Kenya beans airfreight

The closure of borders and suspension of air traffic is having a serious effect on the Kenyan airfreight export business.

Isaac Mwhia, strategic execution officer at Kenyafresh, said that there had been a notable drop in exports sent by air.

Aside from freight space being severely limited, the most difficult problem is the uncertainty which the present situation is creating for exporters.

He said, however, that sea exports are continuing as usual and at present avocado shipments had not been affected.

Located on the equator and along Africa’s eastern coast, Kenya exported an estimated US$5.1bn worth of products around the globe in 2018.

However, US dollar income reflects a 16.9 per cent decrease since 2014 and an 11.6 per cent dip from 2017 to 2018.

This is the land of cut flowers, exotic baby produce and other vegetables. In recent years avocado production has also been rising, with the hope of access to China expected to drive new investments in future.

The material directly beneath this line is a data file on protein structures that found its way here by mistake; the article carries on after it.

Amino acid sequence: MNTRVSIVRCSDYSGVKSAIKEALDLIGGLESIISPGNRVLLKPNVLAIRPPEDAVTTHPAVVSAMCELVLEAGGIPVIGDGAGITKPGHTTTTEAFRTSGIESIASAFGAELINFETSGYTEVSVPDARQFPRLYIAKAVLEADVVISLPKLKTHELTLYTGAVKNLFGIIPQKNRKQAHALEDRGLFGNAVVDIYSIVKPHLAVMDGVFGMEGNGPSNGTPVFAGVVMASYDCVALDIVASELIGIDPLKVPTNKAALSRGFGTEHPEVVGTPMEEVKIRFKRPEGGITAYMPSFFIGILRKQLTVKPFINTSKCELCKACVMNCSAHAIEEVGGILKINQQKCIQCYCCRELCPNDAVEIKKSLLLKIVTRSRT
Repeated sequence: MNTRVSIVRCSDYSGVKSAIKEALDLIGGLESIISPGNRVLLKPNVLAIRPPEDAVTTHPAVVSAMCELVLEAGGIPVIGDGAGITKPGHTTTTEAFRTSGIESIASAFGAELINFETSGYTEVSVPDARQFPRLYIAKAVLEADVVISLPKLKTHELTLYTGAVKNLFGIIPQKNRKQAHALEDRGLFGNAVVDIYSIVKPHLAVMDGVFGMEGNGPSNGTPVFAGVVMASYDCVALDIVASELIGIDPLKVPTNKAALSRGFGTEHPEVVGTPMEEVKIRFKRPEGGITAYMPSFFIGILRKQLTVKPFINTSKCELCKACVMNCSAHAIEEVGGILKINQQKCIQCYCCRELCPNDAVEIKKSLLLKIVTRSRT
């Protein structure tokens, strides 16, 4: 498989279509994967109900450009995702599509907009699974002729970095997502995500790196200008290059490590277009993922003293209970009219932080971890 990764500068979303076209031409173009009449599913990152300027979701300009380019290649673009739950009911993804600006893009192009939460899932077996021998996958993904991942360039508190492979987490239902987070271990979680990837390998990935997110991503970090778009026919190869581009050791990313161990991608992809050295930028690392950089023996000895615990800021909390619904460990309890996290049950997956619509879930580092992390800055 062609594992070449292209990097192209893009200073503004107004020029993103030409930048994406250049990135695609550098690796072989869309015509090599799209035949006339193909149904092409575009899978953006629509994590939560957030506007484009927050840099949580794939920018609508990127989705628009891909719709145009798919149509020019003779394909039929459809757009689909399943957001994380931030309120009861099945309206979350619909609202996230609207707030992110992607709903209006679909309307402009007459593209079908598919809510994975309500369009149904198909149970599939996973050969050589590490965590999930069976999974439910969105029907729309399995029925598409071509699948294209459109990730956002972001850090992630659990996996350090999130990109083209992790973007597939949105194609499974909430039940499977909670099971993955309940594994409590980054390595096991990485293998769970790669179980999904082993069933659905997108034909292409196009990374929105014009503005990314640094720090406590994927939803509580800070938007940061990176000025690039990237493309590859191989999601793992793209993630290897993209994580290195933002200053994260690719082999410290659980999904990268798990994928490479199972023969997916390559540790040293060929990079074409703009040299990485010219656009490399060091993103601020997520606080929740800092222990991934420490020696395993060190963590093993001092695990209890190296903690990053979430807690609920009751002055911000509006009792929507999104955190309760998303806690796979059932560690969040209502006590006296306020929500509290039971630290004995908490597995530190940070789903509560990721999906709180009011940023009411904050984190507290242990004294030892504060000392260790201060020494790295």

The agricultural business is to a large extend based on small farmers and in this respect the fresh produce industry is a vital part of the economy.

For years exporters have been sending their vehicles into the countryside and then returning to the capital Nairobi where the crops are packed and readied for shipment by air to Europe’s capitals. Without sufficient airfreight the industry is under threat.

Mwhai also noted that efforts to change the new protocol for avocados with China have not yet materialised. “In the present climate we also do not think that serious discussions will start soon.”

The problem is that the Chinese protocol applies only to frozen avocado products – something the Kenyan industry is simply not able to deliver because of the huge investment it would require.